Council tax is set to rise for much of the country on 1 April, piling more pressure on households struggling with the cost of living.

The highest bills are in Rutland in the East Midlands, where people in Band D properties will pay more than £2,400 a year – up from £2,300. It is closely followed by Nottingham, Lewes and Dorset.

Residents of Westminster and Wandsworth in London have the lowest bills – the only places in the country with an annual total under £900 for Band D.

Here’s everything you need to know about council tax, how to find out your band, and why it is going up.

How does council tax work?

In England and Scotland, council tax is split into eight bands, labelled A to H. In Wales there are nine bands, from A to I.

The amount you pay depends on the value of your property, and varies by council.

The value of of a property used for council tax calculations is based on the price the property would have sold for on the open market on 1 April 1991 in England, and 1 April 2003 in Wales.

Here’s how the bands are split:


  • A – up to £40,000
  • B – £40,001 to £52,000
  • C – £52,001 to £68,000
  • D – £68,001 to £88,000
  • E – £88,001 to £120,000
  • F – £120,001 to £160,000
  • G – £160,001 to £320,000
  • H – more than £320,000


  • A – up to £44,000
  • B – £44,001 to £65,000
  • C – £65,001 to £91,000
  • D – £91,001 to £123,000
  • E – £123,001 to £162,000
  • F – £162,001 to £223,000
  • G – £223,001 to £324,000
  • H – £324,001 to £424,000
  • I – more than £424,000


  • A – up to £27,000
  • B – £27,001 to £35,000
  • C – £35,001 to £45,000
  • D – £45,001 to £58,000
  • E – £58,001 to £80,000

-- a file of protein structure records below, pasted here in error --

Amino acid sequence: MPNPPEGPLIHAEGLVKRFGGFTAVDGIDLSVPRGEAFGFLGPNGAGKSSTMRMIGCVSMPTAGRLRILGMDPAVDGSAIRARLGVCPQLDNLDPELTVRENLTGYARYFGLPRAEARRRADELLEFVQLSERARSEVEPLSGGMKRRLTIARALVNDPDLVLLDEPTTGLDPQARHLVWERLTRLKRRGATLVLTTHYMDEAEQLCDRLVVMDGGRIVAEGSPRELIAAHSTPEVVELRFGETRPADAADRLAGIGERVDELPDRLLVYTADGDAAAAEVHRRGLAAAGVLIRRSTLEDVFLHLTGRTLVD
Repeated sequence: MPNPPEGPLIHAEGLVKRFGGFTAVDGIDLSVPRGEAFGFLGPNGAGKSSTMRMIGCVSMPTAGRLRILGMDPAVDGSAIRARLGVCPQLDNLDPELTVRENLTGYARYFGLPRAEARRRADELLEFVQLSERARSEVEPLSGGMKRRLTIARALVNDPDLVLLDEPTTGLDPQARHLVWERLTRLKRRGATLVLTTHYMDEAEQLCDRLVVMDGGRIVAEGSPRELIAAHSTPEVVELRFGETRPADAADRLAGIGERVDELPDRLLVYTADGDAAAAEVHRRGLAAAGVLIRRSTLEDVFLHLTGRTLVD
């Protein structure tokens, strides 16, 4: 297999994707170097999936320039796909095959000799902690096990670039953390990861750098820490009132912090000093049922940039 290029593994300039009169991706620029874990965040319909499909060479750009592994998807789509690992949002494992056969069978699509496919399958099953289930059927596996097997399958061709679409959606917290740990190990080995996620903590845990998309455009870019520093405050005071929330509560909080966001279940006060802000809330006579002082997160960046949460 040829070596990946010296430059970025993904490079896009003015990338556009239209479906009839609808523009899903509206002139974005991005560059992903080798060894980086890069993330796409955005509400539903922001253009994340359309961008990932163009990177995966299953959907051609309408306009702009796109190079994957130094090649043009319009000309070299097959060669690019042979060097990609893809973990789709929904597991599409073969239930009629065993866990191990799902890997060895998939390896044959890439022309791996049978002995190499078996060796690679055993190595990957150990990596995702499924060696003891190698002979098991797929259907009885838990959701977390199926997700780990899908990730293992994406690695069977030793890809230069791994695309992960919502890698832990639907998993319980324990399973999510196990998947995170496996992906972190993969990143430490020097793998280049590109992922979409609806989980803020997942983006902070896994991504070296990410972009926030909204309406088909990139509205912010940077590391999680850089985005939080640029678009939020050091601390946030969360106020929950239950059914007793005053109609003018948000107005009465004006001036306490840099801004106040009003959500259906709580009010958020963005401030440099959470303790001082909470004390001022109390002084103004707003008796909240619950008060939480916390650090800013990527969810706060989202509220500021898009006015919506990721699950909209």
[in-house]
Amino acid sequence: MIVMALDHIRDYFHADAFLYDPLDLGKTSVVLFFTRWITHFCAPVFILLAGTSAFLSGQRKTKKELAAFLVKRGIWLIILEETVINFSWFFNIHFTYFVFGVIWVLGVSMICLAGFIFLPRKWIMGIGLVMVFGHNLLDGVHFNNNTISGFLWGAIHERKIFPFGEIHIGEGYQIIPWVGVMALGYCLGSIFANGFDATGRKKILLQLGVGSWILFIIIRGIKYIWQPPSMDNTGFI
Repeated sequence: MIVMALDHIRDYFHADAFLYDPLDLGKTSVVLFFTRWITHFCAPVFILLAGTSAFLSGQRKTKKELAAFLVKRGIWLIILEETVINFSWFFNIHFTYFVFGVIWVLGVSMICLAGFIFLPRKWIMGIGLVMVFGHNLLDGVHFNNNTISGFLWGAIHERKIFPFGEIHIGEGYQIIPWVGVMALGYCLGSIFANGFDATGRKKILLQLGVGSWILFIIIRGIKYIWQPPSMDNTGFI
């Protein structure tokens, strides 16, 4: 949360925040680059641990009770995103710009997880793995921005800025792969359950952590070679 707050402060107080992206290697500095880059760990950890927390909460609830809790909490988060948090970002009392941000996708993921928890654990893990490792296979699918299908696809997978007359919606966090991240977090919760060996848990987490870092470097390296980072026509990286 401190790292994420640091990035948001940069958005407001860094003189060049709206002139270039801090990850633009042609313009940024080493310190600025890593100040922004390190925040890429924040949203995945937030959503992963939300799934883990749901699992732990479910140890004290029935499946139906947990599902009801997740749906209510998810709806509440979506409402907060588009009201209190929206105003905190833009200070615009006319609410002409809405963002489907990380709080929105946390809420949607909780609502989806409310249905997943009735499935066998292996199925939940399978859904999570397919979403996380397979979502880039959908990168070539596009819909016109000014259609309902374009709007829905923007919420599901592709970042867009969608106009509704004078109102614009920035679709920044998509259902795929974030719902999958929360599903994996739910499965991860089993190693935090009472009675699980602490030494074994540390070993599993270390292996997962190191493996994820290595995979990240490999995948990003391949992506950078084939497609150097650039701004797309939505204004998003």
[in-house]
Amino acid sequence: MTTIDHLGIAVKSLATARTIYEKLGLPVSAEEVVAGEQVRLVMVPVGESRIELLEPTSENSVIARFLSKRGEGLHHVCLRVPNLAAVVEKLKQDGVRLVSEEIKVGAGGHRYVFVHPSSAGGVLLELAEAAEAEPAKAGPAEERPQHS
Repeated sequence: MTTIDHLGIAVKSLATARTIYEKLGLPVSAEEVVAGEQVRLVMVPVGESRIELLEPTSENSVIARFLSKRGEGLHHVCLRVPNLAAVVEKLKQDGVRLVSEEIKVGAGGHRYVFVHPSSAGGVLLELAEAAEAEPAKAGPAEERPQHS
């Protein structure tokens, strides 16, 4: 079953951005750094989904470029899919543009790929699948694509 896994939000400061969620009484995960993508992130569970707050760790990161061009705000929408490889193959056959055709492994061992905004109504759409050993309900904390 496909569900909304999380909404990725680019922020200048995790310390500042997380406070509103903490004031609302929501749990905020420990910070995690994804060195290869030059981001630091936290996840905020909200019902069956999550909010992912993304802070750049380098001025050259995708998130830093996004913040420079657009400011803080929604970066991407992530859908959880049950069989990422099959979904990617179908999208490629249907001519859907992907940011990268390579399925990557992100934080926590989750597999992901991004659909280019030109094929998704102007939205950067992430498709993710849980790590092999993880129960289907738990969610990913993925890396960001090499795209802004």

• F – £80,001 to £106,000
  • G – £106,001 to £212,000
  • H – over £212,000

The Valuation Office Agency (VOA) assesses properties to ensure that they’re in the correct council tax band.

It automatically assess some properties, for example when a property has been made smaller or when a property is newly built. The VOA also assesses properties when asked to do so, such as during a council tax appeal or band review.

Assessments are based on several factors, such as a property’s:

  • size;
  • layout;
  • character;
  • location;
  • change in use;
  • value.

Which council tax band am I in?

If you live in England or Wales you can find out your council tax band by entering your postcode into the government website right here.

You can also use this service to challenge your council tax band if you think it is wrong.

Those who live in Scotland will need to use the Scottish Assessors website.

How much is council tax going up?

Councils in England with social care duties are allowed to raise council tax by 5 per cent, while others can put it up by 3 per cent.

In Scotland councils set their own rates, and the same is true in Wales, though the Welsh government can block excessive rises.

The Treasury expects 95 per cent of eligible councils in England to raise their rates by the maximum amounts.

A 5 per cent increase to the average Band D property in England would see annual bills rise by £98.30 from £1,966.

Most Scottish councils are raising rates by 3-5 per cent, while increases are higher in Wales.

Check with your local authority to see how much your council tax is going up. You will likely have been sent a letter informing you of any chance.

By admin